Stunning illuminations, medieval doodles, zodiac medical material, and advice to 12th century Knights Templar on the ‘superfluity’ of beards and moustaches can now be viewed in an extremely rare collection of medieval and early modern manuscripts online.

The National Library of Scotland digitised a collection of more than 240 precious manuscripts, which are available to view on The work was made possible by a generous donation from Alexander Graham. With the Scottish manuscripts in particular among the rarest, the collection contains items ranging from the 9th to the 16th century, but a few later transcriptions of important texts are also included. The resource includes manuscripts on a range of subjects such as medical manuscripts, the rule of Knights Templar, and rare survivors of the Reformation.

Rule of the Knights Templar.

Manuscripts Curator Dr Ulrike Hogg said: “This fascinating digitised collection is international in origin, though a large part of the volumes were written in Scotland. The survival rate of medieval Scottish manuscript volumes is generally low. For example, only one per cent of religious manuscripts of Roman Catholic use – many of which were systematically destroyed during and after the Scottish Reformation – are believed to still be in existence. It is difficult to estimate how many cultural treasures were lost during these times. The collection presented here includes a number of those fortunate survivors that have endured subsequent centuries. We’re delighted to make these extremely rare pieces of history publicly accessible online.”

Medieval Scottish book production

The collection includes:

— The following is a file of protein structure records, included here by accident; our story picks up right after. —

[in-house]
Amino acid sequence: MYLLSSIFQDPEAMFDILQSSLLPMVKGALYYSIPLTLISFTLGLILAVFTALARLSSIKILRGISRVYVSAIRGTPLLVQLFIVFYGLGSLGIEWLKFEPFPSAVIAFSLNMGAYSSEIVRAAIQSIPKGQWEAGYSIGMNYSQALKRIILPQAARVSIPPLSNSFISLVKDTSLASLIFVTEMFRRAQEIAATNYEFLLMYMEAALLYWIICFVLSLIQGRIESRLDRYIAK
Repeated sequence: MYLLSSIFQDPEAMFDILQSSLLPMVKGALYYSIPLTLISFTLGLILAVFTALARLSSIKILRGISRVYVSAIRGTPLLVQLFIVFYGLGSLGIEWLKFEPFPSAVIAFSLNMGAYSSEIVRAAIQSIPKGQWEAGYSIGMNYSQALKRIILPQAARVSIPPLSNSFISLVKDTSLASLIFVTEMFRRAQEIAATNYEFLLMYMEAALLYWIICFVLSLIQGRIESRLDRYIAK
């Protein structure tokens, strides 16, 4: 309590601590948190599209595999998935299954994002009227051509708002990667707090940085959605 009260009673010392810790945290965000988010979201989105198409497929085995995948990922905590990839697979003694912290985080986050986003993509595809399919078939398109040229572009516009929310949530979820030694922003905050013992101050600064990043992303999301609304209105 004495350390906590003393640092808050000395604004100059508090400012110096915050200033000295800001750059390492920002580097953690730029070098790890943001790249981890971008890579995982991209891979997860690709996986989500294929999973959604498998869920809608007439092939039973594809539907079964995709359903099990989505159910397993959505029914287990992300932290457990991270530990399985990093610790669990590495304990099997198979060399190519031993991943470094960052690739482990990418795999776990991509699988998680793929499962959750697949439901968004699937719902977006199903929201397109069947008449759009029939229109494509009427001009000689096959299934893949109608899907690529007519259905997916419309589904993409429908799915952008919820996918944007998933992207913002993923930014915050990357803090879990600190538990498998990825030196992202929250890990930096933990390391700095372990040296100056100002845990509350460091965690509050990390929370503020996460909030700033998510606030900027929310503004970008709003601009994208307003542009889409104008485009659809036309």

•A 15th century folded medical/zodiac almanac, which probably belonged to a doctor based in northern England. Folded up, it could be worn on the belt.

•A selection of historical doodles showing rich period detail.

•A 12th century manuscript of the Rule of the Knights Templar order, including advice on the ‘superfluity’ of beards and moustaches.

•A 15th century psalter written and illuminated at Culross Abbey, Fife

•A tiny 15th century Book of Hours from Italy with lavish gold illumination

•An early 16th century manuscript written and illuminated in Dunkeld.

Book of Hours.

Dr Ulrike Hogg adds: “The digital images provide a new opportunity to gain some insight into medieval Scottish book production. The interests, tastes and knowledge of medieval scribes can be seen in these images, as well as the development of the medieval Scottish book hand and styles of illumination. The collection reveals much information on later owners of the manuscripts, who annotated them or added irreverent doodles as the volumes passed through their hands.”

The collection also includes volumes produced in England, France, Italy and northwest Europe, as well as Greece and Iceland. Many of these are finely decorated or of major textual significance.

The collection can be viewed at Early manuscripts – National Library of Scotland:

Melbourne Tartan Festival returns

After two long years the Melbourne Tartan Festival is back!  The skirl of pipes will be echoing through Melbourne from 3rd-28th July. The Festival program includes pop-up events in the city, Kirkin ‘O The Tartan, historical tour and exhibition, a high energy Ceilidh Dance with Melbourne Scottish Fiddle Club, Scottish Connections CBD walking tour, Scottish migration author talks, Gaelic language, music & culture morning, whisky dinner, whisky tasting, a haggis supper, traditional Scots music recital, concerts, music gigs, The Victorian Pipers Association Championships and the Victorian Scottish Dancing Members Association 61st Commonwealth Championships.